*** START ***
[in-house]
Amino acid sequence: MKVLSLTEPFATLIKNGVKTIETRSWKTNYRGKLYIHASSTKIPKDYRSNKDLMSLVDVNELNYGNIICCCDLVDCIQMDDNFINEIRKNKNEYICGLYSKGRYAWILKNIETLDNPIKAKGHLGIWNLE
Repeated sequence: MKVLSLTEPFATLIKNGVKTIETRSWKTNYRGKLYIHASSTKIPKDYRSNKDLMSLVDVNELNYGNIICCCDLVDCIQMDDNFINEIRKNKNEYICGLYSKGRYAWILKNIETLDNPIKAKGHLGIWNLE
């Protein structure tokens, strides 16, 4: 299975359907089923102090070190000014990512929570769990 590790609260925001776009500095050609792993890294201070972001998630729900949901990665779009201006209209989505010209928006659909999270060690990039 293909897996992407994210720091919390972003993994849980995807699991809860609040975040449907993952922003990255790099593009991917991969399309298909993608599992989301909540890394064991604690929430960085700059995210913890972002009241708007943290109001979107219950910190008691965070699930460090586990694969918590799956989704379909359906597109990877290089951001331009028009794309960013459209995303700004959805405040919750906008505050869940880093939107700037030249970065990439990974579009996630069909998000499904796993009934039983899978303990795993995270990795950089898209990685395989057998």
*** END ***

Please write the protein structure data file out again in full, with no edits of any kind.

[in-house]
Amino acid sequence: MKVLSLTEPFATLIKNGVKTIETRSWKTNYRGKLYIHASSTKIPKDYRSNKDLMSLVDVNELNYGNIICCCDLVDCIQMDDNFINEIRKNKNEYICGLYSKGRYAWILKNIETLDNPIKAKGHLGIWNLE
Repeated sequence: MKVLSLTEPFATLIKNGVKTIETRSWKTNYRGKLYIHASSTKIPKDYRSNKDLMSLVDVNELNYGNIICCCDLVDCIQMDDNFINEIRKNKNEYICGLYSKGRYAWILKNIETLDNPIKAKGHLGIWNLE
């Protein structure tokens, strides 16, 4: 299975359907089923102090070190000014990512929570769990 590790609260925001776009500095050609792993890294201070972001998630729900949901990665779009201006209209989505010209928006659909999270060690990039 293909897996992407994210720091919390972003993994849980995807699991809860609040975040449907993952922003990255790099593009991917991969399309298909993608599992989301909540890394064991604690929430960085700059995210913890972002009241708007943290109001979107219950910190008691965070699930460090586990694969918590799956989704379909359906597109990877290089951001331009028009794309960013459209995303700004959805405040919750906008505050869940880093939107700037030249970065990439990974579009996630069909998000499904796993009934039983899978303990795993995270990795950089898209990685395989057998």